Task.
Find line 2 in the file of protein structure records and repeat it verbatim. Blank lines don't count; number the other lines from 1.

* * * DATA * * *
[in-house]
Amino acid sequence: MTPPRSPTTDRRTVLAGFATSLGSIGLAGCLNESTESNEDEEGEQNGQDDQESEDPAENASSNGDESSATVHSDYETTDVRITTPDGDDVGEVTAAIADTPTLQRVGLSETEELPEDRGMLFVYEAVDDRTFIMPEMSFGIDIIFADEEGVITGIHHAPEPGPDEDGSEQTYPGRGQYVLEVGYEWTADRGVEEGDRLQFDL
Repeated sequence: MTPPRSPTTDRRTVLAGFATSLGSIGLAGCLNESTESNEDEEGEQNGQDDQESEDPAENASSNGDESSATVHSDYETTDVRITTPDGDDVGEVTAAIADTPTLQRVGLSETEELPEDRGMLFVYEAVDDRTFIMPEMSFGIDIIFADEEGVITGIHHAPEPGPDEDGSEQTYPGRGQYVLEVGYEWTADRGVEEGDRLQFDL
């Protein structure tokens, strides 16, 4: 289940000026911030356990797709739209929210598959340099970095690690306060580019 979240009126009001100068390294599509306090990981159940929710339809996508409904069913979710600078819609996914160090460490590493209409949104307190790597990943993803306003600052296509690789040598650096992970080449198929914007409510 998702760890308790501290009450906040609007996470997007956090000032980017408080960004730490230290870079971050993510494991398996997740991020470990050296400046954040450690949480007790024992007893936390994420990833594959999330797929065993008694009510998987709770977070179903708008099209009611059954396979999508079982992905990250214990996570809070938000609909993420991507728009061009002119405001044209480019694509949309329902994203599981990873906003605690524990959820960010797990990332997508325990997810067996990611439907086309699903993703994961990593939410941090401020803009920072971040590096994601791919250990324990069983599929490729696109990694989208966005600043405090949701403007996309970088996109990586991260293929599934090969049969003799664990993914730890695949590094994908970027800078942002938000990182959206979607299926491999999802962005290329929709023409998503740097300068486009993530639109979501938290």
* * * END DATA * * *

Amino acid sequence: MTPPRSPTTDRRTVLAGFATSLGSIGLAGCLNESTESNEDEEGEQNGQDDQESEDPAENASSNGDESSATVHSDYETTDVRITTPDGDDVGEVTAAIADTPTLQRVGLSETEELPEDRGMLFVYEAVDDRTFIMPEMSFGIDIIFADEEGVITGIHHAPEPGPDEDGSEQTYPGRGQYVLEVGYEWTADRGVEEGDRLQFDL